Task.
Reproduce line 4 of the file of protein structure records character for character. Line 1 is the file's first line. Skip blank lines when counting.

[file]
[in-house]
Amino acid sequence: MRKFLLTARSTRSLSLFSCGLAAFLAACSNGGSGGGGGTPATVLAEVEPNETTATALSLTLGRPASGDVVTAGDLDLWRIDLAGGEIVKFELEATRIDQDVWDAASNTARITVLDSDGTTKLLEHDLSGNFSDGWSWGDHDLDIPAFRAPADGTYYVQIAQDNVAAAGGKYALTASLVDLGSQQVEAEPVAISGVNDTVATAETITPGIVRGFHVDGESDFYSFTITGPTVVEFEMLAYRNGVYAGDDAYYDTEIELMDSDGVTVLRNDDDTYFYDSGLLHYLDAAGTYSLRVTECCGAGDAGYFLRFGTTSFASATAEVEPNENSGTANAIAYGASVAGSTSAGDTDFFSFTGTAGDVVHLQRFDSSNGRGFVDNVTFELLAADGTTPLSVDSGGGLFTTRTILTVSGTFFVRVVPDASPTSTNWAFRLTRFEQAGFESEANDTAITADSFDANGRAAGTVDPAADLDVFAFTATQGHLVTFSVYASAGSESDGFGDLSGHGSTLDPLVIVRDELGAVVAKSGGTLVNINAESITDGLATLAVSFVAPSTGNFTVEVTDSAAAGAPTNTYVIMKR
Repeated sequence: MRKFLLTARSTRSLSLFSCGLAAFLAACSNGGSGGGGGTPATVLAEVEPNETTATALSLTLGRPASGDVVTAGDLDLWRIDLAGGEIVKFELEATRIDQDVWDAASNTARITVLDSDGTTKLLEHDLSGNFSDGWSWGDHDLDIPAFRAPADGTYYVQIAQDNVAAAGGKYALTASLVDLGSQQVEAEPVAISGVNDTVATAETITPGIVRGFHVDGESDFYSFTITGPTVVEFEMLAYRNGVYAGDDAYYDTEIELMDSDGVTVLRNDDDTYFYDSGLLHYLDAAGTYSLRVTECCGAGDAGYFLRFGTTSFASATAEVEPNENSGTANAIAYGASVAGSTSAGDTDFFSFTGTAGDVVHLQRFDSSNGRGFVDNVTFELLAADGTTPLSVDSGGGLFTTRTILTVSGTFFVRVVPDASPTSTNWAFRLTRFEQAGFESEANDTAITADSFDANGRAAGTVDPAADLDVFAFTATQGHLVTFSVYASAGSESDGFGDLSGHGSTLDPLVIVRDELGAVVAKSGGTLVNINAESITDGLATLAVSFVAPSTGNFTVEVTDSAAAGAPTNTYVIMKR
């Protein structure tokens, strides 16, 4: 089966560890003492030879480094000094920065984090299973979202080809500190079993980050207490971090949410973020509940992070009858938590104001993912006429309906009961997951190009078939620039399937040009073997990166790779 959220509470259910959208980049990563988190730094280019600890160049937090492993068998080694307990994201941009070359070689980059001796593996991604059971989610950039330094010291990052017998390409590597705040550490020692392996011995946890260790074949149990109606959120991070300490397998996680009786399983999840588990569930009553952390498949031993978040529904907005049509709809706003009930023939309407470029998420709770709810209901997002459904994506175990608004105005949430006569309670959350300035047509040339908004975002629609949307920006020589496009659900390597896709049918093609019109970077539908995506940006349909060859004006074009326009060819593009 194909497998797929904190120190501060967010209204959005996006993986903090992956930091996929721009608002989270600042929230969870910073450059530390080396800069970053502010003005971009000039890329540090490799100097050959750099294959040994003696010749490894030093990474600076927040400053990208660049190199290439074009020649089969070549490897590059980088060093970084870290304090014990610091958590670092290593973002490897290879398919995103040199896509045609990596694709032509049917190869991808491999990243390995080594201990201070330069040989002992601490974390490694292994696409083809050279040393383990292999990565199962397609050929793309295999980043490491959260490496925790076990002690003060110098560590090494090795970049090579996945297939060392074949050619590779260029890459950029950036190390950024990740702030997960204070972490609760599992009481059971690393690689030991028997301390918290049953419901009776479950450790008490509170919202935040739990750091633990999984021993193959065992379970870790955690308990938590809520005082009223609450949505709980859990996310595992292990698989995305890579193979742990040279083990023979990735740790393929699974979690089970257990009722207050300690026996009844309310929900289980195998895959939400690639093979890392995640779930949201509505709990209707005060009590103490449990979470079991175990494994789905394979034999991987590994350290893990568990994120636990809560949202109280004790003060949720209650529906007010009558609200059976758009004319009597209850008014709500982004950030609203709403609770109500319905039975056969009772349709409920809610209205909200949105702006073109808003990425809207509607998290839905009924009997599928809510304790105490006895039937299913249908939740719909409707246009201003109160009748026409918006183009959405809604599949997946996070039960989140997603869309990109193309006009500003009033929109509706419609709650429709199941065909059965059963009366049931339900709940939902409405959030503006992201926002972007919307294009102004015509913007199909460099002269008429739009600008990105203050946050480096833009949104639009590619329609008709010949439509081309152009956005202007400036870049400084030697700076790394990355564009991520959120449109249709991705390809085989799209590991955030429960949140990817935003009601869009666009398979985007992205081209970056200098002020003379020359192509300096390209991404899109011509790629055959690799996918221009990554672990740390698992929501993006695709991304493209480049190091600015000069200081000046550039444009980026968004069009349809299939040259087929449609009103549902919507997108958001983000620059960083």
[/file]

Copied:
């Protein structure tokens, strides 16, 4: 089966560890003492030879480094000094920065984090299973979202080809500190079993980050207490971090949410973020509940992070009858938590104001993912006429309906009961997951190009078939620039399937040009073997990166790779 959220509470259910959208980049990563988190730094280019600890160049937090492993068998080694307990994201941009070359070689980059001796593996991604059971989610950039330094010291990052017998390409590597705040550490020692392996011995946890260790074949149990109606959120991070300490397998996680009786399983999840588990569930009553952390498949031993978040529904907005049509709809706003009930023939309407470029998420709770709810209901997002459904994506175990608004105005949430006569309670959350300035047509040339908004975002629609949307920006020589496009659900390597896709049918093609019109970077539908995506940006349909060859004006074009326009060819593009 194909497998797929904190120190501060967010209204959005996006993986903090992956930091996929721009608002989270600042929230969870910073450059530390080396800069970053502010003005971009000039890329540090490799100097050959750099294959040994003696010749490894030093990474600076927040400053990208660049190199290439074009020649089969070549490897590059980088060093970084870290304090014990610091958590670092290593973002490897290879398919995103040199896509045609990596694709032509049917190869991808491999990243390995080594201990201070330069040989002992601490974390490694292994696409083809050279040393383990292999990565199962397609050929793309295999980043490491959260490496925790076990002690003060110098560590090494090795970049090579996945297939060392074949050619590779260029890459950029950036190390950024990740702030997960204070972490609760599992009481059971690393690689030991028997301390918290049953419901009776479950450790008490509170919202935040739990750091633990999984021993193959065992379970870790955690308990938590809520005082009223609450949505709980859990996310595992292990698989995305890579193979742990040279083990023979990735740790393929699974979690089970257990009722207050300690026996009844309310929900289980195998895959939400690639093979890392995640779930949201509505709990209707005060009590103490449990979470079991175990494994789905394979034999991987590994350290893990568990994120636990809560949202109280004790003060949720209650529906007010009558609200059976758009004319009597209850008014709500982004950030609203709403609770109500319905039975056969009772349709409920809610209205909200949105702006073109808003990425809207509607998290839905009924009997599928809510304790105490006895039937299913249908939740719909409707246009201003109160009748026409918006183009959405809604599949997946996070039960989140997603869309990109193309006009500003009033929109509706419609709650429709199941065909059965059963009366049931339900709940939902409405959030503006992201926002972007919307294009102004015509913007199909460099002269008429739009600008990105203050946050480096833009949104639009590619329609008709010949439509081309152009956005202007400036870049400084030697700076790394990355564009991520959120449109249709991705390809085989799209590991955030429960949140990817935003009601869009666009398979985007992205081209970056200098002020003379020359192509300096390209991404899109011509790629055959690799996918221009990554672990740390698992929501993006695709991304493209480049190091600015000069200081000046550039444009980026968004069009349809299939040259087929449609009103549902919507997108958001983000620059960083």